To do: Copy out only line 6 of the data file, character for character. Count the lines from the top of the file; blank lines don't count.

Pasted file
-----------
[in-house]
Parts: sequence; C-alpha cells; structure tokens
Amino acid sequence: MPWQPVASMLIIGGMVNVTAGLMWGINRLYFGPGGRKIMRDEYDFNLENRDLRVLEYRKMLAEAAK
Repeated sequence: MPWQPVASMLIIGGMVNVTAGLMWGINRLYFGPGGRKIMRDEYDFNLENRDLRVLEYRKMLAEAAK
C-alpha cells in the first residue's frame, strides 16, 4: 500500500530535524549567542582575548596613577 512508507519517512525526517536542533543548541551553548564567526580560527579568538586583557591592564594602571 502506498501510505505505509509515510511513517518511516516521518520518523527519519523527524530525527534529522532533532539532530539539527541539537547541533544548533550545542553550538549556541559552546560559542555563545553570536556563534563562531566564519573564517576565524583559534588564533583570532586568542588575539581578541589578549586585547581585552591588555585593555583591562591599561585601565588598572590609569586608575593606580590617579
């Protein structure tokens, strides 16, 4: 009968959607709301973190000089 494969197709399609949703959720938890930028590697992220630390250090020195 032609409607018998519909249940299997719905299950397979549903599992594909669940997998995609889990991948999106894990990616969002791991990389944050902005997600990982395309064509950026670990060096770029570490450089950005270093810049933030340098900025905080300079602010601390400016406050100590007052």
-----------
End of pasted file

């Protein structure tokens, strides 16, 4: 009968959607709301973190000089 494969197709399609949703959720938890930028590697992220630390250090020195 032609409607018998519909249940299997719905299950397979549903599992594909669940997998995609889990991948999106894990990616969002791991990389944050902005997600990982395309064509950026670990060096770029570490450089950005270093810049933030340098900025905080300079602010601390400016406050100590007052």